John Desilets calls his new applications engineer position at software vendor SPRING Technologies
a once-in-a-lifetime opportunity. His career path includes being a CNC machinist and programmer for more than 10 years, and along the way to where he is now, he developed a view that manufacturing is an art that should be respected.
At the company's North American headquarters in Cambridge, Mass., Desilets provides technical and promotional support for a machine simulation software product. He took time out from his schedule to tell IMT Career Journal how he overcame his biggest challenge and what it takes to be an applications engineer, a profession that has been listed more than once as one of the best jobs in America
IMT Career Journal: What does your job as applications engineer involve?
Desilets: As applications engineer, I am responsible for providing our customers with complete technical support for our product, NCSIMUL
(a comprehensive machine simulation software). I am responsible for training customers on how to use our product and how to be efficient with our software. I travel the United States and parts of Europe to give demonstrations of NCSIMUL to potential customers. I work with the sales team, providing video demonstrations and presentations to help promote our product.
IMT Career Journal: How did your career path lead you to your new position at Spring Technologies?
Desilets: In high school, my focus was in computer science and networking. I was fascinated by the world of computers, so naturally I was drawn to computer science. While taking classes in high school, I started working part-time at a machine shop George Gordon Associates
Soon after I started working at the machine shop, I fell in love with manufacturing. I slowly changed my direction from networking to manufacturing and CNC programming. I saw manufacturing as making something from nothing and as something to be respected as an art.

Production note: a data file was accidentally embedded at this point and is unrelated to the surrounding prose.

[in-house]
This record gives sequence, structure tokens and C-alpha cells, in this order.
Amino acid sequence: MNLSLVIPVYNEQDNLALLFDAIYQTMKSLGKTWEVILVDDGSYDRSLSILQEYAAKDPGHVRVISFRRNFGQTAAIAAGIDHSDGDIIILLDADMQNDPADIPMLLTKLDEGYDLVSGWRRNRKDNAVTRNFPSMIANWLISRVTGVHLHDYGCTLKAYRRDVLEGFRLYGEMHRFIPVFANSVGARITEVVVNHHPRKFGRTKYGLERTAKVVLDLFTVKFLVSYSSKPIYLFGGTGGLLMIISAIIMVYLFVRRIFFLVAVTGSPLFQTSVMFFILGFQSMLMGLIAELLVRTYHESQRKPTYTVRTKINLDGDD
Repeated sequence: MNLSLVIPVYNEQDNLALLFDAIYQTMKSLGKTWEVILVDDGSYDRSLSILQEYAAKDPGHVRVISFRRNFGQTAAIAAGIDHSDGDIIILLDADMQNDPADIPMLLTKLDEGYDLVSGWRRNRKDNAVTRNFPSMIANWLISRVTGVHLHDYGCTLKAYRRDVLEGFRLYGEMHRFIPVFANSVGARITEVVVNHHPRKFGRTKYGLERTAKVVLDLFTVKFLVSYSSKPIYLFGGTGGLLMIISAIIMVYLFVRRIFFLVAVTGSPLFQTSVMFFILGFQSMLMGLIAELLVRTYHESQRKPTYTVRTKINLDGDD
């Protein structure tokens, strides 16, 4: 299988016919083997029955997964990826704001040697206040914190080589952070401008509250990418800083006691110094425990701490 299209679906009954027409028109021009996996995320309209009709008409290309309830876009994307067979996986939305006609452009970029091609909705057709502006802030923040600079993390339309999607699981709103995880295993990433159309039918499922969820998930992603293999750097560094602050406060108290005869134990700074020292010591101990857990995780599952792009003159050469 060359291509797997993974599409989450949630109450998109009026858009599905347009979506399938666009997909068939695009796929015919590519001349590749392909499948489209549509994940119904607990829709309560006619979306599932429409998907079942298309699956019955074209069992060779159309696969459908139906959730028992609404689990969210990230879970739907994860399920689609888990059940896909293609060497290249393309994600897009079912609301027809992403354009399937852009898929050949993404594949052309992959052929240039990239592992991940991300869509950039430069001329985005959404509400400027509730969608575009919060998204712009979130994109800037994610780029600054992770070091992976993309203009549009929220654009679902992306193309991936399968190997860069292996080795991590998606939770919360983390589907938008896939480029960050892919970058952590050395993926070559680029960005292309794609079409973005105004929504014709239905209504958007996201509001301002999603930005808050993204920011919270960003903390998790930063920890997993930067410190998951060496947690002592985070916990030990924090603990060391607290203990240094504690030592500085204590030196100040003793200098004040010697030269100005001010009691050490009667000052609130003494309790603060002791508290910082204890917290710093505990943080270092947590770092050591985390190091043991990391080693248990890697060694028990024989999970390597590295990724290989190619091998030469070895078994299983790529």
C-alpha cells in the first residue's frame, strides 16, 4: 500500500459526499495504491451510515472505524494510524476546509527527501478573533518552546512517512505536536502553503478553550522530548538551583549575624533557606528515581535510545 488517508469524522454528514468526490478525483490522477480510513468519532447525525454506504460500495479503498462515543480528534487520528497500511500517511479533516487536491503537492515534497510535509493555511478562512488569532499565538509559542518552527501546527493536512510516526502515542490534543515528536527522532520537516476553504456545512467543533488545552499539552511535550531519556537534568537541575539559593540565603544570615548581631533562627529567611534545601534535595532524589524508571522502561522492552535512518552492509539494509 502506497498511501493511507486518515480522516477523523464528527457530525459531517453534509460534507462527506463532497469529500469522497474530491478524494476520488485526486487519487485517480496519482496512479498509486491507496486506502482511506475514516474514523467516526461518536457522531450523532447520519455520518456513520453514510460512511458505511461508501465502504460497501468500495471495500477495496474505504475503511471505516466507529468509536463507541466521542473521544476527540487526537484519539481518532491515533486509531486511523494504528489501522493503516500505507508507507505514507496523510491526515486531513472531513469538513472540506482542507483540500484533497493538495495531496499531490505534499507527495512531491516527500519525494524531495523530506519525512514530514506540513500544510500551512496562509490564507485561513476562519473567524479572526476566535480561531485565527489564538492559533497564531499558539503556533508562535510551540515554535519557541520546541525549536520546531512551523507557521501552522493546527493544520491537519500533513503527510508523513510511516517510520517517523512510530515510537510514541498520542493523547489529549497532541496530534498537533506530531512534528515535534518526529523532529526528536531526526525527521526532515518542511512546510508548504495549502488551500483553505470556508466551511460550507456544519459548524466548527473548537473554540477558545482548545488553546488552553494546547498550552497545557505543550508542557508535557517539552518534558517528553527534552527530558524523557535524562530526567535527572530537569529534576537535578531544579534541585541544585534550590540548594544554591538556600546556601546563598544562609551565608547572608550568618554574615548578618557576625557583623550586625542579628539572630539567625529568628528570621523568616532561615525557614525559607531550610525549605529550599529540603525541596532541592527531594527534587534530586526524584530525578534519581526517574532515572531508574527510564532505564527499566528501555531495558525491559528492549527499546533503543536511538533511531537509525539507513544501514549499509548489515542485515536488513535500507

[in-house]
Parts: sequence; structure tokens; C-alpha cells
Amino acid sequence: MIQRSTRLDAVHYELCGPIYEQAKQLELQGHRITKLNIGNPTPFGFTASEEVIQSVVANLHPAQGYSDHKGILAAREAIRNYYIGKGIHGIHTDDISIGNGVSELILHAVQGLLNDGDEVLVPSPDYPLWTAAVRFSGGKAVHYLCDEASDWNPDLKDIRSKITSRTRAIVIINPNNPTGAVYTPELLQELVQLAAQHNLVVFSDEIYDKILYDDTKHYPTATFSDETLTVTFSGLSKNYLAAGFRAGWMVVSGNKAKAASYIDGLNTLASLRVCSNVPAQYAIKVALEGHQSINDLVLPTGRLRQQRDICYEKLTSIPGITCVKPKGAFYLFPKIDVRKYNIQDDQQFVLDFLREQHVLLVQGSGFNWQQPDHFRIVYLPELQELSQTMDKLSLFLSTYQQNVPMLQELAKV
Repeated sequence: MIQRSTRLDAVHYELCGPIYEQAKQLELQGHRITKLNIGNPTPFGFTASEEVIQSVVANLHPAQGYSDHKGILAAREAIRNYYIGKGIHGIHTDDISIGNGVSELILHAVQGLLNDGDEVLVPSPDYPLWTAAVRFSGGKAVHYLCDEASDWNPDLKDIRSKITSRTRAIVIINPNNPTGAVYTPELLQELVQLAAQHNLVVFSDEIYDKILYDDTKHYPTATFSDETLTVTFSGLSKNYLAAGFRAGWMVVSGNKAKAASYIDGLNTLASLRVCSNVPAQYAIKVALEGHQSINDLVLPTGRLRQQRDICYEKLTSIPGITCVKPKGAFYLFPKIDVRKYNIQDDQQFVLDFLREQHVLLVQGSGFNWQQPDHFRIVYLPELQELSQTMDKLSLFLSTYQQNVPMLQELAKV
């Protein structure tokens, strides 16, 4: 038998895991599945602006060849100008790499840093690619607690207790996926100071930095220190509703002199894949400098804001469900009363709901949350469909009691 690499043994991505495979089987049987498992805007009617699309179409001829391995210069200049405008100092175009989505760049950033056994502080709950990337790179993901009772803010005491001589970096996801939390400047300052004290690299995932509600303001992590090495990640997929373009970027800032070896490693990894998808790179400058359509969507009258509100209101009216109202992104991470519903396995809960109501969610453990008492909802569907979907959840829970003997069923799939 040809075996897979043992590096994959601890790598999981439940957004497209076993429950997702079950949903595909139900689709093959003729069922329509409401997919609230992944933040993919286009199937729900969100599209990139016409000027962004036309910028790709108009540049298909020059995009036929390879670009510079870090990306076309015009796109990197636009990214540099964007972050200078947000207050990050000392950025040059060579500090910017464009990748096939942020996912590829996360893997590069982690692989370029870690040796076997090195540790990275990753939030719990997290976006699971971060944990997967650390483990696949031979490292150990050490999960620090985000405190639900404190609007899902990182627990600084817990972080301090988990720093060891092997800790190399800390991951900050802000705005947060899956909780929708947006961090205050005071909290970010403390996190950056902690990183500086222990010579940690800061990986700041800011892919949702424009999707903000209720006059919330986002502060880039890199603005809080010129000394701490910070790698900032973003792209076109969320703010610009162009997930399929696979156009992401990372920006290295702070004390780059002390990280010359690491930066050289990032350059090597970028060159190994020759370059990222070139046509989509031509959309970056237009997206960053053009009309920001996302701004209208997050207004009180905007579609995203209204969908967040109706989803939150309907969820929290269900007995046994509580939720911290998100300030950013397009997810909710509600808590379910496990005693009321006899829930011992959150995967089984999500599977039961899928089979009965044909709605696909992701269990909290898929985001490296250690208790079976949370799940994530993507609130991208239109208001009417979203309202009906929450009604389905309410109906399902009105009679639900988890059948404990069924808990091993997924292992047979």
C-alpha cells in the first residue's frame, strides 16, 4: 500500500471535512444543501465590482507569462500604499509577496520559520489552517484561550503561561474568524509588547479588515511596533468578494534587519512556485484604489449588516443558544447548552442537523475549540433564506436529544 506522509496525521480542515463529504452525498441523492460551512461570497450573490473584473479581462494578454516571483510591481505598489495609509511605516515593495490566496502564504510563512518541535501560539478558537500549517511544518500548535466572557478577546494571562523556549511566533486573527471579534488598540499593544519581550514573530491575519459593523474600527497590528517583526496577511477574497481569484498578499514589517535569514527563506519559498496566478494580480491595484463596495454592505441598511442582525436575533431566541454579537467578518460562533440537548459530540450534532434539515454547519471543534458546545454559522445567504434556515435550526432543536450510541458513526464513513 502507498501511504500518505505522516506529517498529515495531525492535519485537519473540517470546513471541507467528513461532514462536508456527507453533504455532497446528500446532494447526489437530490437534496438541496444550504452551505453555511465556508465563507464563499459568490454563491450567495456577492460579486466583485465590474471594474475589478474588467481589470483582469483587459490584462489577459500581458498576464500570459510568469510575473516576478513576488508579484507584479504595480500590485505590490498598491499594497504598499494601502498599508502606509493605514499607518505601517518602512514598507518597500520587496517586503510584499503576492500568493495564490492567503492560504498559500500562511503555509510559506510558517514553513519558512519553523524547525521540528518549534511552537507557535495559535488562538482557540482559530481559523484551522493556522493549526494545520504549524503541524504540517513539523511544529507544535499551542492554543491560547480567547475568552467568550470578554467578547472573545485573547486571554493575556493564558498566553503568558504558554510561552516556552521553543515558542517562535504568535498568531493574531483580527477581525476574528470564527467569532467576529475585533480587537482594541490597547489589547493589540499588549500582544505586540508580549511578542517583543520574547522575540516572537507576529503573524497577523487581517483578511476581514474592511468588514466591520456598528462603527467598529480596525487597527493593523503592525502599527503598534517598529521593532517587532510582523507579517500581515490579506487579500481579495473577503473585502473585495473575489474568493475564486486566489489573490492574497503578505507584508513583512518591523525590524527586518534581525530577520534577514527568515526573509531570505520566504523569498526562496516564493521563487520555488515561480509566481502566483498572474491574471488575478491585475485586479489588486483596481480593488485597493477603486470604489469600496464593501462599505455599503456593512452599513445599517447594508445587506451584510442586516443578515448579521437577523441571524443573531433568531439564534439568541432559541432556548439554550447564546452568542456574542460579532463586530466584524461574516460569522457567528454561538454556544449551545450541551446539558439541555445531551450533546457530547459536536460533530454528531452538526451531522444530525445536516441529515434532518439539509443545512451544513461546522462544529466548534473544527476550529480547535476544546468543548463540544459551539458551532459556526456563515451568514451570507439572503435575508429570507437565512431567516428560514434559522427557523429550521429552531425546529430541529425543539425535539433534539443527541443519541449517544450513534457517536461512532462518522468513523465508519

IMT Career Journal: Where did you get your education, and what was your major/degree?
Desilets: I graduated from Nashua Senior High School (Nashua, N.H.) in the class of 2003. I attended Nashua Community College for a few classes in CNC programming and computer aided drafting. I have a certificate of completion from the Mazak
school for mill center lathes in Florence, Ky. Most of my knowledge was acquired over the 11 years I spent in trade. This included on-the-job training with programming, computer aided machining and much more.
IMT Career Journal: Was the job search process in your field complicated or was it easier than you expected?
Desilets: It was surprisingly easy. I had my resume online for companies to view, and I was approached by SPRING Technologies. It was a good match for both of us.
IMT Career Journal: What's your greatest advice for those pursuing the applications engineering field?
Desilets: During the 11 years I spent in the trade, I never stopped learning and never settled for second best. If you work hard and have an opportunity to take that next step, don't hesitate. Never stop learning, and never stop improving.
IMT Career Journal: What has been biggest challenge that you've had to overcome in this profession so far?
Desilets: My biggest challenge was public speaking. As part of my job, having confidence while speaking to customers and prospects is crucial. Now, when faced in front of a room full of people, I have no problem explaining and showing how amazing our product is.
IMT Career Journal: When you tell people that you're an applications engineer, what is the reaction you get?
Desilets: [People are excited and proud.
IMT Career Journal: Did you have a defining moment when you decided you wanted to be in your chosen profession?
Desilets: I had a moment of clarity when I received the official offer letter from SPRING Technologies. I knew right then this was a once-in-a-lifetime opportunity that I just could not miss.
IMT Career Journal: Who or what inspires you?
Desilets: My mother, father, sister and brother-in-law have been my true inspiration and support. Without them I would not be where I am today.